In the Prisoner of Azkaban, Harry accidentally inflates his aunt(Marge) as a consequence of the terrible things she says about his parents. Now, I know that his anger was justified. But did he just assume that the Accident Magical Reversal Squad would save her? Or did he not care if she died or anything?(If she had went on floating indefinitely, surely she would have died). I mean, the things she said were terrible, sure, but I don't think she deserved to die? So why didn't he make any attempt to save her?

  • 4
    I may be mistaken, but in the book she doesn't leave the house does she?
    – user46509
    Mar 6, 2016 at 20:37
  • 7
    @ATB No, that's just the movie being awful. There's nothing really to suggest that she would have died if she'd kept floating. It's just as logical to assume that the air would have gone out of her by itself sooner or later, like it does with a non-human balloon. Mar 6, 2016 at 21:41
  • 1
    @JanusBahsJacquet The problem would be if the air had gone out of her via an explosion, exactly as what happens with non-human balloons when they have too much air inside. Most probably, that would be lethal.
    – Oriol
    Mar 6, 2016 at 22:47
  • 3
    @Oriol Certainly—but she presumably stopped inflating when Harry stormed out. The actual inflation would be a result of Harry's temper tapping into his magic, and once he left and directed his ebbing anger at other things, it would stop. Whether she would also deflate by herself is less certain, but no less likely than the alternative. (I've always found it strange that Fudge says she was “punctured”—do that to a balloon and you're definitely going to blow it up!) Mar 6, 2016 at 22:53
  • 2
    @JanusBahsJacquet while I agree with you, note if a free non-human balloon keeps raising in the air, it will eventually explode due to the progressively lower air pressure. This might inconvenience human balloons.
    – ANeves
    Mar 7, 2016 at 15:40

5 Answers 5


Harry expected Ministry representatives to appear almost immediately:

he had just done serious magic, which meant that he was almost certainly expelled from Hogwarts. He had broken the Decree for the Restriction of Underage Wizardry so badly, he was surprised Ministry of Magic representatives weren’t swooping down on him where he sat.

It was reasonable to assume they would reverse the magic and help her. Maybe they didn't appear as early as Harry expected, but they rescued her indeed:

“You will be pleased to hear that we have dealt with the unfortunate blowing-up of Miss Marjorie Dursley. Two members of the Accidental Magic Reversal Department were dispatched to Privet Drive a few hours ago. Miss Dursley has been punctured and her memory has been modified. She has no recollection of the incident at all. So that’s that, and no harm done.”

That said, he seems to worry more about what would happen to himself than to her:

He, Harry, had broken wizard law just like Sirius Black. Was inflating Aunt Marge bad enough to land him in Azkaban? Harry didn’t know anything about the wizard prison, though everyone he’d ever heard speak of it did so in the same fearful tone.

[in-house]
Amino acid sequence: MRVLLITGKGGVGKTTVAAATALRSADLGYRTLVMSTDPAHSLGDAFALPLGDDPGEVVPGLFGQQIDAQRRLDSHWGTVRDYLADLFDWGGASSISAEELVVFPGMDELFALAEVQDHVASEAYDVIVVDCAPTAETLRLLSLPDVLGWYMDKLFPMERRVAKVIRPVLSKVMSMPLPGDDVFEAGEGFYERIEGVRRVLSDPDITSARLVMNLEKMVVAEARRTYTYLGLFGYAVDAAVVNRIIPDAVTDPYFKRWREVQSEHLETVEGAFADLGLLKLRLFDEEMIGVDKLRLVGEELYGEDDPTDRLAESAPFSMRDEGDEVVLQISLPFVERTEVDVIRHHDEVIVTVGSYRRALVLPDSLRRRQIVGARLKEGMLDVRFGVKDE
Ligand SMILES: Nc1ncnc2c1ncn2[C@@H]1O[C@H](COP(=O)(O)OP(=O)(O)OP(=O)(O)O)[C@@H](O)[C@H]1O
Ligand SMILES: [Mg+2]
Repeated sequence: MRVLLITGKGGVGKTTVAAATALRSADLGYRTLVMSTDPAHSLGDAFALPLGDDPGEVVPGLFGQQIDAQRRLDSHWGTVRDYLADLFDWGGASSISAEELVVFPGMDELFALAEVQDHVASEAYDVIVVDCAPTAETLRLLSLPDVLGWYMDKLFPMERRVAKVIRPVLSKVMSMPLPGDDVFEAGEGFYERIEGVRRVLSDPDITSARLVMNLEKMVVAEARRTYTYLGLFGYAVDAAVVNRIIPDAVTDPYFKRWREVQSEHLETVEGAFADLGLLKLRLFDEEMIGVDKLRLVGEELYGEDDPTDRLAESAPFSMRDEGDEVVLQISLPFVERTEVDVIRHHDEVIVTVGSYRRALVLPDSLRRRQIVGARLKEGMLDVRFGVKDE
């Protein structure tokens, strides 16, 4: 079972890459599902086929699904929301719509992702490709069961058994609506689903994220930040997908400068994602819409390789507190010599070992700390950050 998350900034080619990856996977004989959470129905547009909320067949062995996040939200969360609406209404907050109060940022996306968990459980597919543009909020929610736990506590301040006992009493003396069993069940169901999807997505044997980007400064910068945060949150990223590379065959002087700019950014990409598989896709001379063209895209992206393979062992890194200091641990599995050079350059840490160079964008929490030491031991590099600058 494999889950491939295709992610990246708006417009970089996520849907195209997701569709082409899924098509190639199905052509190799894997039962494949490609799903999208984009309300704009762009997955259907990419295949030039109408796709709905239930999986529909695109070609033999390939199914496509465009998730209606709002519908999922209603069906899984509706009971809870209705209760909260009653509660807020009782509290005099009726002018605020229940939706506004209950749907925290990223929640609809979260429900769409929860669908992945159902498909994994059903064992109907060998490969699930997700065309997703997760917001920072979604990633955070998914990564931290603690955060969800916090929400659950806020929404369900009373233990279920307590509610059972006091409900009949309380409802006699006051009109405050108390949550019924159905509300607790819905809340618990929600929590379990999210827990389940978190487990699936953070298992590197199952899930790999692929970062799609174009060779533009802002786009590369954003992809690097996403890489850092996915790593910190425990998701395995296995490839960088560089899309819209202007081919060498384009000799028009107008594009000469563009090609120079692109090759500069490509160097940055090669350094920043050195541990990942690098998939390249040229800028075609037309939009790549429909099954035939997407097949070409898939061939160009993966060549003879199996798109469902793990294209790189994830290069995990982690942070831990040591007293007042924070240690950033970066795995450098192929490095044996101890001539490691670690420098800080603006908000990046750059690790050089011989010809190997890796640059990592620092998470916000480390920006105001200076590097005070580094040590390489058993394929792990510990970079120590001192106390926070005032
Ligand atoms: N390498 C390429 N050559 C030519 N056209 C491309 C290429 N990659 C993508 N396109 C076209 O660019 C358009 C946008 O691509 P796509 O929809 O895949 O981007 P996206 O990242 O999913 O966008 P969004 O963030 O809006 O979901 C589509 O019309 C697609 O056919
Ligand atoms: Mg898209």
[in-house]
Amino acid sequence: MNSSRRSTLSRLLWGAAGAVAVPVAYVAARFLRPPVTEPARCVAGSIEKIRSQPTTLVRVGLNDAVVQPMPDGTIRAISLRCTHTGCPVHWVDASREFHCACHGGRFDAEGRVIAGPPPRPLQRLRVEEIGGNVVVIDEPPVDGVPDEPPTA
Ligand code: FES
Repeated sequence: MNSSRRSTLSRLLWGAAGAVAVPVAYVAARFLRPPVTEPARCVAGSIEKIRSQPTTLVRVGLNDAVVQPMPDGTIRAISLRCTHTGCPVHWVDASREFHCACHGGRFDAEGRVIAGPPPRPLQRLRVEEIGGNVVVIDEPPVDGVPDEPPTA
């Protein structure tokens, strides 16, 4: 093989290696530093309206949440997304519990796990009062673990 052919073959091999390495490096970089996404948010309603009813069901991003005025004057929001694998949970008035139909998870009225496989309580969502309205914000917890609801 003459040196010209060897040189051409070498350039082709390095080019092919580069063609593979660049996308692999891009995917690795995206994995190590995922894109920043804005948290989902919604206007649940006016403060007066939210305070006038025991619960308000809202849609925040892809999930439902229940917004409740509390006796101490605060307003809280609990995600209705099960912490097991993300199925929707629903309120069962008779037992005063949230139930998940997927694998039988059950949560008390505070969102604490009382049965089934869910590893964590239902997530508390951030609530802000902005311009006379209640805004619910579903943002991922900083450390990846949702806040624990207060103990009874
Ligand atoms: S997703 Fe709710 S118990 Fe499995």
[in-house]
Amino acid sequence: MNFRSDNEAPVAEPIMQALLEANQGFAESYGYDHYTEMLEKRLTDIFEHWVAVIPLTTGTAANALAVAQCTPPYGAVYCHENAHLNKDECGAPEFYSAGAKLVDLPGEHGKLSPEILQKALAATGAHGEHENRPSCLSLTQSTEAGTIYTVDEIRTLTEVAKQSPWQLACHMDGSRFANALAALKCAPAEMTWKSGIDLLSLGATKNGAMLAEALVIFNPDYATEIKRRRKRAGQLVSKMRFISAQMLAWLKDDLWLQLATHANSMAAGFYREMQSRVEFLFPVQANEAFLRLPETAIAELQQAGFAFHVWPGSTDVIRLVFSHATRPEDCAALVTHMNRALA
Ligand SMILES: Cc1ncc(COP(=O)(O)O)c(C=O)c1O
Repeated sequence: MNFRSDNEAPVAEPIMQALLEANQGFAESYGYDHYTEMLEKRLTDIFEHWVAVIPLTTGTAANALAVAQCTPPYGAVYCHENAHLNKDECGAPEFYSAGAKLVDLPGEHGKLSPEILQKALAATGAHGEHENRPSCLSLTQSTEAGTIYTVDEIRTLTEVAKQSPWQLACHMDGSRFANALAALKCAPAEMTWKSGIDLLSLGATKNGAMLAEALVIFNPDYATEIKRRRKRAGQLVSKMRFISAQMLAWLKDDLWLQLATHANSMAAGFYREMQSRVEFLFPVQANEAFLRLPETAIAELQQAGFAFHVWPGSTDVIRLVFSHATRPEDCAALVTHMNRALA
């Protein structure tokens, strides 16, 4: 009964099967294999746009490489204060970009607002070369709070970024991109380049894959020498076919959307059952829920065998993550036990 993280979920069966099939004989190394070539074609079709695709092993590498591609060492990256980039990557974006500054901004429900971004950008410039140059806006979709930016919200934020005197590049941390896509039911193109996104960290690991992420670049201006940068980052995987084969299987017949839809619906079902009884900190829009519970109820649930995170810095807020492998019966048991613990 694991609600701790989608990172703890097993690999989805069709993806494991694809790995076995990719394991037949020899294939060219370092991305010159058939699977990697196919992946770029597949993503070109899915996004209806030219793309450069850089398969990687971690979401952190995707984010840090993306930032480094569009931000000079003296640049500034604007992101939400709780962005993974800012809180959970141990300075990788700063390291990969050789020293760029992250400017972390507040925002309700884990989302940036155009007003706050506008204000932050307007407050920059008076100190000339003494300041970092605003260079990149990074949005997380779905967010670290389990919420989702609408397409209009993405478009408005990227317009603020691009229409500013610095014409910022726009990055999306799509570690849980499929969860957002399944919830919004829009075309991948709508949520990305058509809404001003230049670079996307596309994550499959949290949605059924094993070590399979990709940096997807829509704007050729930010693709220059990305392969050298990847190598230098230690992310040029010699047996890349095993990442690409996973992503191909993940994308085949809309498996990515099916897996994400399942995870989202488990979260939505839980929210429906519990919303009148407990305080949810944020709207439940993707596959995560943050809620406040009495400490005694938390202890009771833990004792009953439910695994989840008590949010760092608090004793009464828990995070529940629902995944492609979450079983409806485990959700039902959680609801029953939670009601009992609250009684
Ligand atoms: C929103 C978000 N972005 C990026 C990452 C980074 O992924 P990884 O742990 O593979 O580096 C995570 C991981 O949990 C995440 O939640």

• Also the way he talks about "Inflating" her rather than "Killing" her suggests he knows she won't be killed by the magic - possibly instinctively, or possibly because they'd studied this magic at school at some stage. Harry certainly doesn't seem like the type to callously refer to killing someone as "Inflating" them
    – Jon Story
    Mar 7, 2016 at 16:42

As you said in your question, Harry didn't intend to do what he did. I don't think he had any notion of how to reverse it or stop it or even try to bring her down.

Plus, he was incredibly emotional at the time and stormed out of the house.

I think it is a sufficient answer to say that Harry did not know what would happen to her, and possibly didn't care either!


He, Harry, had broken wizard law just like Sirius Black. Was inflating Aunt Marge bad enough to land him in Azkaban? Harry didn’t know anything about the wizard prison, though everyone he’d ever heard speak of it did so in the same fearful tone.

This quote implies that he knew she had been or would be rescued. He would have been certain that killing a muggle would have warranted a sentence in Azkaban.

He is also friends with Arthur Weasley who works in a fairly similar role to the Accidental Magic Reversal Department so is probably aware of how the Ministry responds to these if not the punishments carried.


You're assuming he could have done anything about it. Throughout the books (and films), Harry is regularly shown as being brave in a crisis, but only a very mediocre student of magic. Remember that he uses "expelliarmus" mainly because he doesn't have access to a wide variety of other spells. So he's not just running away from the Dursleys, he's running away from the consequences of something he's done which he can't undo.


It doesn't seem to ever cross Harry's mind that his Aunt could be in any danger - this is likely a consequence of his schooling, wiser Witches and Wizards have always been around to fix any magical problems that occurred.

It's likely he just assumed - probably unconsciously - that "someone" would fix it.

Your Answer

By clicking “Post Your Answer”, you agree to our terms of service and acknowledge you have read our privacy policy.

Not the answer you're looking for? Browse other questions tagged or ask your own question.